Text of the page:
This is the 6th year for Therapy Exam Prep to attend the APTA Combined Section Meeting. This year’s conference was in New Orleans and had record numbers of over 17,000 attendees (5,900 PT Students). At the conference, we exhibited and gave a chance for PT students to win a free NPTE practice exam. What I found intriguing was the range of responses on the NPTE from the physical therapist students, practicing clinicians, and professors. The following is a summary of the views I observed from the various attendees this year:

First Years

I would say the students early on in their program can be eager to soak up the experience and information they can while at the conference.

  • Some PT students were overwhelmed at the conference, many felt they didn’t want to think about the exam.
  • Some were unaware of having to take a board license exam at the end of the PT program
  • Some didn’t want to even address or look at the information
  • Some literally walked by and ignored us (however, would go straight to the recruiters – if it’s too early to think about the NPTE, isn’t it also too early to inquire about jobs?)

There are some views that were combined and can fit either the second or third years especially when in the accelerated PT programs.

Second Years

  • Didn’t want to think about the exam or that they have time to look next year (it’s almost like in a denial state)
  • Proactive and wanted to know more about the exam (kudos to those to take the time to ask questions and walked away with more insight and tips on preparing)
  • Unaware of the exam format (I got 400 to 800 on the number of questions on the exam and from 4 hours to all day on the amount of time)

Third Years

  • Some mention their class having something and don’t need anything (not paying attention to what they have or more up to date options)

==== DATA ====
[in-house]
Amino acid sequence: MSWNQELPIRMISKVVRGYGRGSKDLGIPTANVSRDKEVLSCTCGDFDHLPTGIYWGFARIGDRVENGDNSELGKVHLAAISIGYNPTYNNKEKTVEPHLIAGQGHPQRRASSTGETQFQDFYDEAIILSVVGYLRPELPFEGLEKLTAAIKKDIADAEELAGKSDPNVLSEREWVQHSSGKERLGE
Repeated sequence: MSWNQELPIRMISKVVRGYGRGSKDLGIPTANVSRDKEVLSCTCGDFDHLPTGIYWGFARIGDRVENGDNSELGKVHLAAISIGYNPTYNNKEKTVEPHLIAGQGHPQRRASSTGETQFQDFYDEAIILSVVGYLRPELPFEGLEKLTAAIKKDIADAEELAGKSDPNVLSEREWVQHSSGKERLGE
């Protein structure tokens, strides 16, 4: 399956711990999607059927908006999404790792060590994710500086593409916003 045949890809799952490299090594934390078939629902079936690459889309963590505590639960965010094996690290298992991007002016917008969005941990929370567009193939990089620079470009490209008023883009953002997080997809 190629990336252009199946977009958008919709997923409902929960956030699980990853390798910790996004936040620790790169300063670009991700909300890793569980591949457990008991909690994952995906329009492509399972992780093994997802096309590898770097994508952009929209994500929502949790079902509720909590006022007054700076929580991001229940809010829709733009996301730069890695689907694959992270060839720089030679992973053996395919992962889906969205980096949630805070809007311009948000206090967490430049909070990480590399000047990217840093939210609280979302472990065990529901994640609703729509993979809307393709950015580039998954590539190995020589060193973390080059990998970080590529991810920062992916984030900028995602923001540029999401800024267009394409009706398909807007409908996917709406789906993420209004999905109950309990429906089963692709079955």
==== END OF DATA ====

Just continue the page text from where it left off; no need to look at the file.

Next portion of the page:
• Some were actively looking to know what resources we provided (Great! By knowing the options allows us to help them better prepare)
  • Some knew they should be focusing on the exam as it’s coming up but didn’t want to prioritize it (then going and waiting in line for 5 to 10 minutes to get a free t-shirt)
  • Some just didn’t care (smirked, laughed thinking that they didn’t need anything)
  • Some had the mindset of not doing well already (I’m such a horrible test taker, I’m never good at tests, this exam is already stressing me out!)

Practicing Clinicians

It was almost humorous to see the already practicing clinicians regardless of age reacting to seeing the booth and what we do. It’s almost like there’s a ghost and it spooks or brings back bad memories of having to prepare for the exam.

  • Some would put up their hands and say “Thank god I don’t have to take it now”
  • “Did it, done that, don’t want to have to do it again”
  • “Nope, never again to have to think about that exam”
  • I even heard one clinician state “This exam gave me PTSD right there!”

Professors

There were many that came up asking about the NPTE practice exams as they have already exhausted what was out there and wanted something new to provide their students. Each one was impressed with the amount of detail our score report provides and glad to see the correct number of questions were presented (250 instead of just 200)


Other Thoughts About the NPTE

When I asked students what they know about the boards I got answers such as:

  • “I heard it’s really hard”
  • “That’s it’s long”
  • “I actually don’t know anything other than I have to take it” (one of the most popular responses I got)
  • “That you essentially have to know everything in school”

When talking to students at the conference and asking whether they wanted the chance to win a free practice exam, some came into the booth with the mindset that they “never win.” Hence, the negative talk came true and were mad when their friends won instead. This would be similar to the viewing of the exam in a negative mindset that it’s “hard.” Often times, if you think it, it becomes true.

I was surprised to see so many second and third years students that didn’t know much about the PT board exam itself including what it’s about. In order to beat this exam, the first part is to not dread the exam as it’s much of mindset game and how your test-taking skills are applied. It’s actually not as hard as you may think and by changing your mindset to “this is a game” instead you can develop a positive attitude around the NPTE. Being proactive actually does help to reduce exam stress by utilizing the PT school courses and clinicals to help reinforce concepts.

Being informed about the PT exam is going to be key to passing confidently. Take a moment to learn more about the NPTE.

DON’T MISS OUT!
Subscribe To Our Newsletter
Get free exam prep tips and valuable information delivered straight to your email inbox.
Give it a try, you can unsubscribe anytime.
close-link